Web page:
One last thing that’s different about Chinese hospitals – is that they also serve as funeral homes – i.e. there is no funeral industry in the People’s Republic. Bodies are sent to the hospital morgue – where they are kept in a large cooler until moved out into a small room where receptions are held continuously throughout the day – in one-hour increments. It’s customary to wait for 3-5-or 7 days before the reception – and we chose 5 days – to give us enough to time to notify the 50 or so people who would be attending the wake.

My younger brother-in-law turns out to be an excellent calligrapher – and he wrote the names of each guest on a banner – all of the banners being then attached to a large floral wreath. The body was prepared for display – the face looked very peaceful -- and when the hour was over, we drove in a long procession, the fifteen miles out to the crematorium on the west side of Beijing. (there’s no such thing as burial any more – that’s the law)

Under the advice of one of our rural cousins –we brought along all my mother’s favorite clothing (what she would want to wear in her next life) – and it was all burned – along with strings of phony-money -- in a separate furnace at the facility. (I thought I would take a piece of phony cash home as a memento – but then thought better of it).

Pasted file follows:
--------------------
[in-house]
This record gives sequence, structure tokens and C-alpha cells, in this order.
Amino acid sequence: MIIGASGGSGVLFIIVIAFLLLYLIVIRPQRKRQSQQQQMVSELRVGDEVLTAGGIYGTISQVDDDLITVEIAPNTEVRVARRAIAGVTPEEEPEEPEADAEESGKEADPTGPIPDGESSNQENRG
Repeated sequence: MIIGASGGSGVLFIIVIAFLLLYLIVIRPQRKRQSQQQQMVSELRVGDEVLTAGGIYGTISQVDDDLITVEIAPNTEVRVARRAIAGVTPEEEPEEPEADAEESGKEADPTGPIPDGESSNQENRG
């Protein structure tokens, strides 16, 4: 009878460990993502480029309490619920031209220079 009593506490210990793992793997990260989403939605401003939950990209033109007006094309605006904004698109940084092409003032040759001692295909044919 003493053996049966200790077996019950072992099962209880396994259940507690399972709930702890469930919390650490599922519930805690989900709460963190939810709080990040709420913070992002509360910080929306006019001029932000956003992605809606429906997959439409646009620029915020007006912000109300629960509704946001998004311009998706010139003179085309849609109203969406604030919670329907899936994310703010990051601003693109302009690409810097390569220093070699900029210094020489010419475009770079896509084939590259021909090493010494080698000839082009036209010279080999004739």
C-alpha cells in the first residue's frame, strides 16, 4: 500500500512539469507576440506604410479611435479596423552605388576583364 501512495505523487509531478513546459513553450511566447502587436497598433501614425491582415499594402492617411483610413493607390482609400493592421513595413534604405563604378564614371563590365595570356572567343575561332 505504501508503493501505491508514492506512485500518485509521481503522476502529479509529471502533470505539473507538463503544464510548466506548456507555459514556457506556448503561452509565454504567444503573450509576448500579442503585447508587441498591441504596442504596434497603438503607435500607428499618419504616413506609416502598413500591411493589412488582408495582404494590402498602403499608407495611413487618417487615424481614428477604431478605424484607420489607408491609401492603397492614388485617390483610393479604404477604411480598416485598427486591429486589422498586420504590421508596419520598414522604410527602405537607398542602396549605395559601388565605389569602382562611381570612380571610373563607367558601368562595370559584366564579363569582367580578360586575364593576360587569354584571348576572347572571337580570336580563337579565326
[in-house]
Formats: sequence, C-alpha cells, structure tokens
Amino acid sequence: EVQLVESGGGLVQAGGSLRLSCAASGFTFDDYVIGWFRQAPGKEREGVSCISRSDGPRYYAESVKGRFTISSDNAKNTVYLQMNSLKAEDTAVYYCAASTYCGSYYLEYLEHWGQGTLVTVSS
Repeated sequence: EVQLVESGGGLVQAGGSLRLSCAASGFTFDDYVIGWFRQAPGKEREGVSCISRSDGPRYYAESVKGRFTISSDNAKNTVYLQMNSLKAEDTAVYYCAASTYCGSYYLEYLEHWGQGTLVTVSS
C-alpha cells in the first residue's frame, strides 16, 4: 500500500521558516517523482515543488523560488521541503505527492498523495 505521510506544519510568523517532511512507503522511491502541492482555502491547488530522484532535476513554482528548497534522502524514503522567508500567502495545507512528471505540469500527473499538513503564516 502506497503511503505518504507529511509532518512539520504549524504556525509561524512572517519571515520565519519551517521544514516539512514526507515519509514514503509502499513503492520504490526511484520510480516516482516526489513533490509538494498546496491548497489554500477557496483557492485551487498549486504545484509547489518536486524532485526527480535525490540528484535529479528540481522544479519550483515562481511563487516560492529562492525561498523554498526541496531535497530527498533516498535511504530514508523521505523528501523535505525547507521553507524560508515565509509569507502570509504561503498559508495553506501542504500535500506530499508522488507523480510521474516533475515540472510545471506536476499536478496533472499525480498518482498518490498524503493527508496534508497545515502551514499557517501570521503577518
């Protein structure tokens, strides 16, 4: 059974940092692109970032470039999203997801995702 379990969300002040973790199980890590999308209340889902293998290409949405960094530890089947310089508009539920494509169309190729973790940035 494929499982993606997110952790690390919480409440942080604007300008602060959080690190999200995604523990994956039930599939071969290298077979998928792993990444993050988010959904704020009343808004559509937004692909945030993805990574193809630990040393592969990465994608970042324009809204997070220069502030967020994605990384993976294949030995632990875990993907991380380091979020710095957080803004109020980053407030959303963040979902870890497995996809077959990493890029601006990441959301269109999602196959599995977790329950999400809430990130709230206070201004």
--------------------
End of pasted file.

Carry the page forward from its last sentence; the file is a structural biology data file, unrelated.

Eventually – the ashes would be destined for a place next to our father in a special mausoleum dedicated to high officials – but that niche could not be unsealed and resealed until the temperature had risen several degrees above freezing.

And so – our mother’s life was over.

A new job had to be found for her maid – and she was no ordinary maid. Mother had been a difficult person in her final years – and this was the only maid who was willing – and was invited – to stay. Our well-connected brother-in-law found her a position with a wealthy family that needed three maids to begin working the following month. In the meantime, she was put up in a big hotel – but in the meantime – she had second thoughts about working with two other maids – and she walked out, never to be heard from again.

And a place had to be found for our mother’s beloved Pekinese (the one who had wept when mother told him that she was leaving)

My younger sister is the animal lover – so she adopted the little fellow – but problems soon followed. To begin with – the animal was shedding its long hair all over the apartment – so my sister had him shaved at a pet salon. Now the poor creature only had hair left on his neck – so he looked like a lion with a mane. Then – he got into trouble with my sister’s cat – many fights ensued – many messes were made – and my mother’s sad prediction eventually came true: “when I am gone, there will be nobody left to take care of you”

And so it was – the favorite pet was given away to owners unknown.

It’s a sad ending – but what ending isn’t ?